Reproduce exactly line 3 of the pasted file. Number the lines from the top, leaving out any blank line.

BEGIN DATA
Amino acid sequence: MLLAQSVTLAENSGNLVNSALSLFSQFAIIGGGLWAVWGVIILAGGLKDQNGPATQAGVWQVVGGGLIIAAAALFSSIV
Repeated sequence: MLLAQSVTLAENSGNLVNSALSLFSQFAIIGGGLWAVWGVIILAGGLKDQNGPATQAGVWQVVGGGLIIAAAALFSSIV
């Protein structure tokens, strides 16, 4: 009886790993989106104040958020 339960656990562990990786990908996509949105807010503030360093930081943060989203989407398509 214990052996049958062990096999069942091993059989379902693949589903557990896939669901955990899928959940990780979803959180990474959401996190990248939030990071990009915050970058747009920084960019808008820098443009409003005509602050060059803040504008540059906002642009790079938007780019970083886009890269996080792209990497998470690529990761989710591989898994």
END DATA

């Protein structure tokens, strides 16, 4: 009886790993989106104040958020 339960656990562990990786990908996509949105807010503030360093930081943060989203989407398509 214990052996049958062990096999069942091993059989379902693949589903557990896939669901955990899928959940990780979803959180990474959401996190990248939030990071990009915050970058747009920084960019808008820098443009409003005509602050060059803040504008540059906002642009790079938007780019970083886009890269996080792209990497998470690529990761989710591989898994």